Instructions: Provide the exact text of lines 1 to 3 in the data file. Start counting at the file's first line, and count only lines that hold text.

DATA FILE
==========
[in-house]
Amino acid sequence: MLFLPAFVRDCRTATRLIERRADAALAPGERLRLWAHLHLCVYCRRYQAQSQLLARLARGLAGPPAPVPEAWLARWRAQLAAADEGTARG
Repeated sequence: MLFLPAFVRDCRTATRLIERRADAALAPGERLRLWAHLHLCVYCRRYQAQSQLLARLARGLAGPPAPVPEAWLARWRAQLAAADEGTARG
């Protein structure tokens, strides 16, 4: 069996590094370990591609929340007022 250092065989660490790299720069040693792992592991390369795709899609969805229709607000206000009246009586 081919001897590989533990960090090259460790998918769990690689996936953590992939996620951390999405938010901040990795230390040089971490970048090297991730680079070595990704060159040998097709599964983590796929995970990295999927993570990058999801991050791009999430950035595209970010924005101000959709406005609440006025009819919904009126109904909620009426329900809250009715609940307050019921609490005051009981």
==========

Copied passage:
[in-house]
Amino acid sequence: MLFLPAFVRDCRTATRLIERRADAALAPGERLRLWAHLHLCVYCRRYQAQSQLLARLARGLAGPPAPVPEAWLARWRAQLAAADEGTARG
Repeated sequence: MLFLPAFVRDCRTATRLIERRADAALAPGERLRLWAHLHLCVYCRRYQAQSQLLARLARGLAGPPAPVPEAWLARWRAQLAAADEGTARG